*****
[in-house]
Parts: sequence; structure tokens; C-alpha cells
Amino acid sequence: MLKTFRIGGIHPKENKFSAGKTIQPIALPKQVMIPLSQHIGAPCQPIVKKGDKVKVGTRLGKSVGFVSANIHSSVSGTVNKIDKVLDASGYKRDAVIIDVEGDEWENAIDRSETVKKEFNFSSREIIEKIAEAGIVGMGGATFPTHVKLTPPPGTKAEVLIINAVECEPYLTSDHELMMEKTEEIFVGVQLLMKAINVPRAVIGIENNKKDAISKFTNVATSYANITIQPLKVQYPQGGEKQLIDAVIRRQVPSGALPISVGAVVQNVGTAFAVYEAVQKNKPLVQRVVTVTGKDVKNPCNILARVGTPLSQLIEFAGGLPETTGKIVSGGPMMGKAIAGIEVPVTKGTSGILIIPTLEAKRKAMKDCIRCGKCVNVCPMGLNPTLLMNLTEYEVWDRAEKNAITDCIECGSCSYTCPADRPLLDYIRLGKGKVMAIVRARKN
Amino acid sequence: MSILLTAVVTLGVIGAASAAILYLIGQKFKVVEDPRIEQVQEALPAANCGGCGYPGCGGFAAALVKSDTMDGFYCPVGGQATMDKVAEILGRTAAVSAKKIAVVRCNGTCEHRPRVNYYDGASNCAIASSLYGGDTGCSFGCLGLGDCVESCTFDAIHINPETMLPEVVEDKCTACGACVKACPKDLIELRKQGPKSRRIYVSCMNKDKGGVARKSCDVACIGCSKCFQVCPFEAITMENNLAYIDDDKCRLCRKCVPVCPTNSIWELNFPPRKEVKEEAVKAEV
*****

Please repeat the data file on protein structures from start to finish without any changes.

[in-house]
Parts: sequence; structure tokens; C-alpha cells
Amino acid sequence: MLKTFRIGGIHPKENKFSAGKTIQPIALPKQVMIPLSQHIGAPCQPIVKKGDKVKVGTRLGKSVGFVSANIHSSVSGTVNKIDKVLDASGYKRDAVIIDVEGDEWENAIDRSETVKKEFNFSSREIIEKIAEAGIVGMGGATFPTHVKLTPPPGTKAEVLIINAVECEPYLTSDHELMMEKTEEIFVGVQLLMKAINVPRAVIGIENNKKDAISKFTNVATSYANITIQPLKVQYPQGGEKQLIDAVIRRQVPSGALPISVGAVVQNVGTAFAVYEAVQKNKPLVQRVVTVTGKDVKNPCNILARVGTPLSQLIEFAGGLPETTGKIVSGGPMMGKAIAGIEVPVTKGTSGILIIPTLEAKRKAMKDCIRCGKCVNVCPMGLNPTLLMNLTEYEVWDRAEKNAITDCIECGSCSYTCPADRPLLDYIRLGKGKVMAIVRARKN
Amino acid sequence: MSILLTAVVTLGVIGAASAAILYLIGQKFKVVEDPRIEQVQEALPAANCGGCGYPGCGGFAAALVKSDTMDGFYCPVGGQATMDKVAEILGRTAAVSAKKIAVVRCNGTCEHRPRVNYYDGASNCAIASSLYGGDTGCSFGCLGLGDCVESCTFDAIHINPETMLPEVVEDKCTACGACVKACPKDLIELRKQGPKSRRIYVSCMNKDKGGVARKSCDVACIGCSKCFQVCPFEAITMENNLAYIDDDKCRLCRKCVPVCPTNSIWELNFPPRKEVKEEAVKAEV